While globalization has created economic and political opportunities for many, it is also responsible for the rapid spread and destruction created by COVID-19.
But if we thought that the effects of this biological contagion were massive (and they were), we can be fairly certain that the effects of a global cyberattack
will be just as significant, if not worse. Here are three lessons we've learned from coronavirus that shed light on the true scale of a future cyberattack:
- A digital virus will spread much quicker and farther than coronavirus.
The Reproductive Rate (or R0) of COVID-19 is estimated to be between two or three without any social distancing in place. This means that for every person who
gets infected, they pass it on to at least two other people. This is an important measure of how contagious the virus is, and consequently how quickly it spreads.
For example, researchers estimate that the infected population in New York state was doubling every three days before the lockdown was put in place. Pretty
Let's compare this with digital viruses. The 2003 Slammer/Sapphire worm, one of the fastest worms recorded, doubled in size every 8.5 seconds, infecting nearly
11 million devices within the first 24 hours. This puts cyberattacks in the vicinity of an R0 of 27 or above. Similarly, the 2017 WannaCry attack crippled
systems in 150 countries before it was brought under control.
Furthermore, while coronavirus was detected within weeks or months, zero-day exploits have been known to operate undetected for years. For example, Stuxnet, a
virus that successfully compromised the Iranian nuclear program hid itself for 18 months before launching an attack. If we extrapolate this to a virus which
spreads through a popular social media application like, say, Facebook, we could be looking at over one billion infections within five days (assuming a
relatively low R0 of 20).
- The economic impact would comparable to that of COVID-19 (if we're lucky).
Researchers estimate that a successfully executed global cyberattack would render 5% of infected machines inoperable, 15% would need to be wiped and systems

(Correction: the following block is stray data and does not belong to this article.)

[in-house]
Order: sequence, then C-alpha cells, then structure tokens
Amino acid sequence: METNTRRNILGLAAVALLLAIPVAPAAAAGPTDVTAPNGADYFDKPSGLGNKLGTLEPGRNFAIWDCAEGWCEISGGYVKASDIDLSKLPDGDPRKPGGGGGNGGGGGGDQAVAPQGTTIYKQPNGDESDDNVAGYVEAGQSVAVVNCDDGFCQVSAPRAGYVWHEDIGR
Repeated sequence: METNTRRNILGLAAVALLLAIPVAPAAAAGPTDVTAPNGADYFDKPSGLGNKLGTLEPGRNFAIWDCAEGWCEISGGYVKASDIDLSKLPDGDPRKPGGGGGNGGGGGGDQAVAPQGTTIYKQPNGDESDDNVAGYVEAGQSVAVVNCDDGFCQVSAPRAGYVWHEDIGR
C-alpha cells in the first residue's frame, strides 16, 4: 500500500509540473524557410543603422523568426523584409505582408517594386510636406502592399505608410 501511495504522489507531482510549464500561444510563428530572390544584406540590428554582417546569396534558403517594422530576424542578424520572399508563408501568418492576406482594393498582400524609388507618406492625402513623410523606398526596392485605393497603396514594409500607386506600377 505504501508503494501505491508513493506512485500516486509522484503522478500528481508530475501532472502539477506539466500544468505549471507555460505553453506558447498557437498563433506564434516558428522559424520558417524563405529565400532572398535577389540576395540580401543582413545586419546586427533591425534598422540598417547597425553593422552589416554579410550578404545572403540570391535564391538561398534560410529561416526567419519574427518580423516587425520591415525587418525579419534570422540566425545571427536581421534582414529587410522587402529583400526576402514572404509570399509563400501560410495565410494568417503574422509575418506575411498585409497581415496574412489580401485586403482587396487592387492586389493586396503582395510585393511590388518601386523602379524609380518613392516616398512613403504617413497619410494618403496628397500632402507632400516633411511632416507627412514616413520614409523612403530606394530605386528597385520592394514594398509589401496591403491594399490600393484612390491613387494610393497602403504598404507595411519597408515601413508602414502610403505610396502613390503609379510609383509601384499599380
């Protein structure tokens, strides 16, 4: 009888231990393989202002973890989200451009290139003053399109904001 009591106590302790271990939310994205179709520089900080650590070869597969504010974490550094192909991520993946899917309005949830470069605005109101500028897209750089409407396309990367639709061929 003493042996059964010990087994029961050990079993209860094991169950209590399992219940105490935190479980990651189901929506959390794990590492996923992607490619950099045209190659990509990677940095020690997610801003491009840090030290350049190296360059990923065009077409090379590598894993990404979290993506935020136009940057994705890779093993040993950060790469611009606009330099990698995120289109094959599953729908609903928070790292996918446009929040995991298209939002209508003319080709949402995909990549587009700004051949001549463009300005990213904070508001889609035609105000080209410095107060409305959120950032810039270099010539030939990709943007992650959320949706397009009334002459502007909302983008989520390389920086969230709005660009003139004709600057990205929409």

reinstalled, and 30% would be asymptomatic while continuing to spread the virus. Accordingly, the only way to slow the spread would be to enforce social
distancing which, in this case, would entail disconnecting all devices from one another as well as from the internet. This NetBlocks tool estimates that
each day without internet will cost the world over $50 billion dollars, meaning that we'll lose $1 trillion dollars every three weeks. And this is in addition
to all of the direct losses resulting from the virus itself as well as the psychological toll resulting from a sudden and complete loss of internet.
- Recovering from the attack will pose unprecedented challenges.
The sorts of shortages and supply chain disruptions that we saw with PPE will only be magnified by a cyberattack. If we estimate that 5% of machines will need
to be replaced, this will amount to nearly 100 million new devices. These will need to be manufactured without proper logistics, connectivity, and machinery.
Also, how do you roll out patches and reinstall systems without any internet connection?
Furthermore, if we look at where these devices will most likely be manufactured, we can see that political tensions will escalate extremely quickly. Currently,
China produces the overwhelming majority of phones, TVS, and computers.
. These include: